A Story of Labor Struggle
This compilation also tells the story of Kalpona Akter, who began working as a young girl in her home country of Bangladesh. She was originally profiled in the book Invisible Hands: Voices for the Global Economy. In her case, she had to leave school after her father suffered multiple strokes. His sudden incapacity left the previously middle-class Bangladeshi family destitute and Akter, then 12, and her mother had no choice but to take jobs in Dhaka’s garment industry to support their seven-person household. “While we were at work, my brother, who was 10, would take care of my younger sister, who was a newborn baby, my other two sisters, and my dad who was still sick from the stroke,” she told her interviewers.
A few months later, her mother became too ill to work and her brother entered the workforce. Conditions were appalling and Akter immediately saw that the workers needed to do something to better their situation. Opportunity knocked when Akter met several trade unionists and learned about rank-and-file activism and labor organizing. In the two-plus decades since she became active, she has been removed from the shop floor and jailed, but she and her union colleagues continue to speak out about the rampant safety violations and low pay endemic to the business. She has also become an international spokesperson, and travels extensively to educate consumers about the high human cost of cheap apparel.
A Story of Occupation
Other entries in the anthology decry the exploitation of workers in South Korean electronics plants, as well as the dearth of economic opportunities in Gaza.
Jamal Bakr, a 50-year-old man from Gaza City, notes the devastating impact of Israeli policies that make it impossible for fishermen like him to earn a living. In a story drawn from the book Palestine Speaks: Narratives of Life Under Occupation, he recounts getting his first boat at age 16. The father of nine told his interviewers: “Things have been especially bad ever since [Israeli soldier] Gilad Shalit was captured in 2006. Before his capture, we used to have access to 12 nautical miles around Gaza City for our fishing boats. But since then, the restrictions have been much tighter. It might change a little, but whether it’s three miles or six miles doesn’t make much of a difference. We can’t find much in the waters – only a few sardines.”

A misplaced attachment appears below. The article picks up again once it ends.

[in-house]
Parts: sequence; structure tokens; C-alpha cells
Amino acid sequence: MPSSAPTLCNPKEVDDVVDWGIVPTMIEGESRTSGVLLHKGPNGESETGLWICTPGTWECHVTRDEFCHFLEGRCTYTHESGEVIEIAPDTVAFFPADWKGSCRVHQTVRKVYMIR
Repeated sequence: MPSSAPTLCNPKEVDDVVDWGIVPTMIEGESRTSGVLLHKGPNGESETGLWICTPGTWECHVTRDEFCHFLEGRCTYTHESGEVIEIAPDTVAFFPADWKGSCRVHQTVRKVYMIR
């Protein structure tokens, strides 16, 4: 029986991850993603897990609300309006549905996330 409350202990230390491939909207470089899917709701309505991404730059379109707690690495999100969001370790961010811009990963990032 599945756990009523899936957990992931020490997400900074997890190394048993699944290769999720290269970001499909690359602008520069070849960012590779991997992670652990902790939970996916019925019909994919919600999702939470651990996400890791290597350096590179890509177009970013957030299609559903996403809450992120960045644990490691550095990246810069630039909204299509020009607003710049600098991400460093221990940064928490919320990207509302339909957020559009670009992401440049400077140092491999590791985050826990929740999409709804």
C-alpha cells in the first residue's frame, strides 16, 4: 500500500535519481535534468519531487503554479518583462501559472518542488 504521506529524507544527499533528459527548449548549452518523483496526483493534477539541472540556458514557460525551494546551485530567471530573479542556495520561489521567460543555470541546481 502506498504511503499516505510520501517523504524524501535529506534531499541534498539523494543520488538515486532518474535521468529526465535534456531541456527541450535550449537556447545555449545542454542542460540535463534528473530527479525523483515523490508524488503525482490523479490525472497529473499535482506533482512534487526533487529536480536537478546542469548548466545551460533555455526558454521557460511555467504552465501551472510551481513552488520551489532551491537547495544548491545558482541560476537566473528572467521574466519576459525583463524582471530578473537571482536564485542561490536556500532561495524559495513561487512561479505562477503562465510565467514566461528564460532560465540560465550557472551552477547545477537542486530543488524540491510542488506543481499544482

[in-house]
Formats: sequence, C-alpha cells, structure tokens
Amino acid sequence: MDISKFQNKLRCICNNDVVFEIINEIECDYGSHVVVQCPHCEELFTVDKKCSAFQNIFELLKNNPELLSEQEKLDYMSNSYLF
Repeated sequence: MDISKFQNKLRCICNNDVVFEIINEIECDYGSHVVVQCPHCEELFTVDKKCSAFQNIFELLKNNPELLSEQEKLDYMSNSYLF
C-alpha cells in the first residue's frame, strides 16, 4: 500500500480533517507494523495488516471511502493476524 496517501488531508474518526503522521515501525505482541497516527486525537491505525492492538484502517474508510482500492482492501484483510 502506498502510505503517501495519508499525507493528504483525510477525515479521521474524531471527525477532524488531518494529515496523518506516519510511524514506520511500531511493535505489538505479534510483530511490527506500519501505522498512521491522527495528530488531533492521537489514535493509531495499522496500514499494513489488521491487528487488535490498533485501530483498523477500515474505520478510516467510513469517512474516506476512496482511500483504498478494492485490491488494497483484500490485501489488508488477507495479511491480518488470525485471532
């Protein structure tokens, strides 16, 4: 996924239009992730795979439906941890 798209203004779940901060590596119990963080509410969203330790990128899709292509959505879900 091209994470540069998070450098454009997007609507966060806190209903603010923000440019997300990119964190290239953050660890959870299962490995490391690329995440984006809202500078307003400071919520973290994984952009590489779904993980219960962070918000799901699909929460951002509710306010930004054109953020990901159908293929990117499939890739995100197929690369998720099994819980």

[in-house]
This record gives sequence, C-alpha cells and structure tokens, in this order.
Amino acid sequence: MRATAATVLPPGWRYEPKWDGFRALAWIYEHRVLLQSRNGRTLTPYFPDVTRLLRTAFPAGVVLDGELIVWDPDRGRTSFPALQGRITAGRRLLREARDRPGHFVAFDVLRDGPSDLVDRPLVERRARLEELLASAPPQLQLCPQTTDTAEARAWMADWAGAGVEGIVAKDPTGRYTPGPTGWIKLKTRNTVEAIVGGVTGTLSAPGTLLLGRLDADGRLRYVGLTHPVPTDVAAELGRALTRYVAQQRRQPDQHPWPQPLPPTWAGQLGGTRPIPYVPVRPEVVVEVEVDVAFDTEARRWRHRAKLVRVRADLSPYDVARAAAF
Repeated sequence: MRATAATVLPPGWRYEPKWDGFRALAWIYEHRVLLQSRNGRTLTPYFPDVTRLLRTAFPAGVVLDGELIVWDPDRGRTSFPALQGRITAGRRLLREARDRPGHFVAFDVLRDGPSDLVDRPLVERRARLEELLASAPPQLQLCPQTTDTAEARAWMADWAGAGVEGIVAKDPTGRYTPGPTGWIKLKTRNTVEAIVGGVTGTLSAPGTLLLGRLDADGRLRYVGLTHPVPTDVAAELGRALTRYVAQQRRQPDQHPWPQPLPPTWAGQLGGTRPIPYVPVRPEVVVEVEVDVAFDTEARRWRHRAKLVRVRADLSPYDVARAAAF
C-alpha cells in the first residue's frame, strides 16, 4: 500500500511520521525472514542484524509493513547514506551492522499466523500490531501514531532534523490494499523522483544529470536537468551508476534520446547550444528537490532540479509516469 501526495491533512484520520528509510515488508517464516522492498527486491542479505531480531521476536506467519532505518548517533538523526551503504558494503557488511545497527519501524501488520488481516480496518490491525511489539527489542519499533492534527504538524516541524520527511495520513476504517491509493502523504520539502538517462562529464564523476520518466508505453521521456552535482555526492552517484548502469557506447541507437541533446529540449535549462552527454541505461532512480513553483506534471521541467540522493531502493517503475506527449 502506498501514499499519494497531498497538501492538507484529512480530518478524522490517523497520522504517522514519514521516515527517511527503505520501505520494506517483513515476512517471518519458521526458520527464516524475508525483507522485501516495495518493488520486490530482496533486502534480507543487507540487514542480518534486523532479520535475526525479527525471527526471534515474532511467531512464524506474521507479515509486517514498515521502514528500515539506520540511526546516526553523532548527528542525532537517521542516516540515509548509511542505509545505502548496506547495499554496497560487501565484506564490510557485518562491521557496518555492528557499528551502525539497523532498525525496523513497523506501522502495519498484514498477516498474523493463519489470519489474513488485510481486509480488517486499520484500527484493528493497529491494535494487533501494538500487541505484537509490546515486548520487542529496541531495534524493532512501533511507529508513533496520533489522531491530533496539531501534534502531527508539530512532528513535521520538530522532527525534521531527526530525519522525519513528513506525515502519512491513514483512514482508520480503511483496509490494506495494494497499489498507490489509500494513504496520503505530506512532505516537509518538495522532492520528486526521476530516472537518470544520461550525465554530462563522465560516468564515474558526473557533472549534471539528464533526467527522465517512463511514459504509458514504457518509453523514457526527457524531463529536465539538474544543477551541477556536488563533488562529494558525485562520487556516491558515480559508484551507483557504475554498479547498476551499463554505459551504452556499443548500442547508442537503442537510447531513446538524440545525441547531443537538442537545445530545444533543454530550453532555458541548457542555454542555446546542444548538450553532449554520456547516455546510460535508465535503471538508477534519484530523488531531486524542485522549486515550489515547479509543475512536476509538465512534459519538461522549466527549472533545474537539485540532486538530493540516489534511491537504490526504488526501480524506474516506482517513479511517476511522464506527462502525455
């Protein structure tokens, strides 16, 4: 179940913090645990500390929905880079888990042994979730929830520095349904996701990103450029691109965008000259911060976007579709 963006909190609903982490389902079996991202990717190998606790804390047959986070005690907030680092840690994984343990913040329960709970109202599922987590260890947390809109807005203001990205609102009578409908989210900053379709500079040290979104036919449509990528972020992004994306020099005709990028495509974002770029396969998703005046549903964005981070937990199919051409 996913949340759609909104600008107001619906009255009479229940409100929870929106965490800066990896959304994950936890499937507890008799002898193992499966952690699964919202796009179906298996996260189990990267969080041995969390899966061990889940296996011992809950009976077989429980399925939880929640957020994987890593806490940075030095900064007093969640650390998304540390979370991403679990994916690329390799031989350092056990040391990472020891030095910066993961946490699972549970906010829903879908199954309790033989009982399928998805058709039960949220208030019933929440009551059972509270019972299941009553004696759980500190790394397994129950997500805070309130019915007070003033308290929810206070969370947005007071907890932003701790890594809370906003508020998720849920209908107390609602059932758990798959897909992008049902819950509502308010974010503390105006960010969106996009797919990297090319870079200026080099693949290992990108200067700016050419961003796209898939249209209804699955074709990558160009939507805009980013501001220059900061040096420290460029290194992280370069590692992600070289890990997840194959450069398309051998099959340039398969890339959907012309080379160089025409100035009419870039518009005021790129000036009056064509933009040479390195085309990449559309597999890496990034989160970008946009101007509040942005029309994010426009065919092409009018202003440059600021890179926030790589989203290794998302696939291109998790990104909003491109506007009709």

Bakr admits that the lack of fish means that he has to rely on charity to support his family, a reality that fuels feelings of inadequacy and depression. Worse, he adds that Israeli soldiers continually monitor all Palestinian-owned boats, and arbitrarily fire at or seize them with great regularity. “My life is always in danger,” he concludes. “It’s not for a good thing at the end of the day. Before the blockade, I used to face many hardships, but it was for something good, because I used to make a good income. Now I’m sacrificing my life for nothing. Now I have a dead heart.”
It’s impossible to read Bakr’s words – and those of others who tell their stories in The Voice of Witness Reader – without feelings of sadness and rage. These emotions infuse new meaning into the addendum to the book: the 67-year-old Universal Declaration of Human Rights, which was adopted by the United Nations after World War II. An affirmation of the “dignity and worth of the human person and in the equal rights of men and women,” the declaration is a clearly written and simple position paper, an important stepping stone toward the creation of a just world. In addition, its support of free compulsory education for all, alongside “a standard of living adequate for the health and well-being of everyone, including food, clothing, housing, medical care and necessary social services,” makes it a blueprint for decency. By speaking out, the people whose stories are included in The Voice of Witness Reader are taking courageous steps toward the kind of world described in the pages of this universal declaration.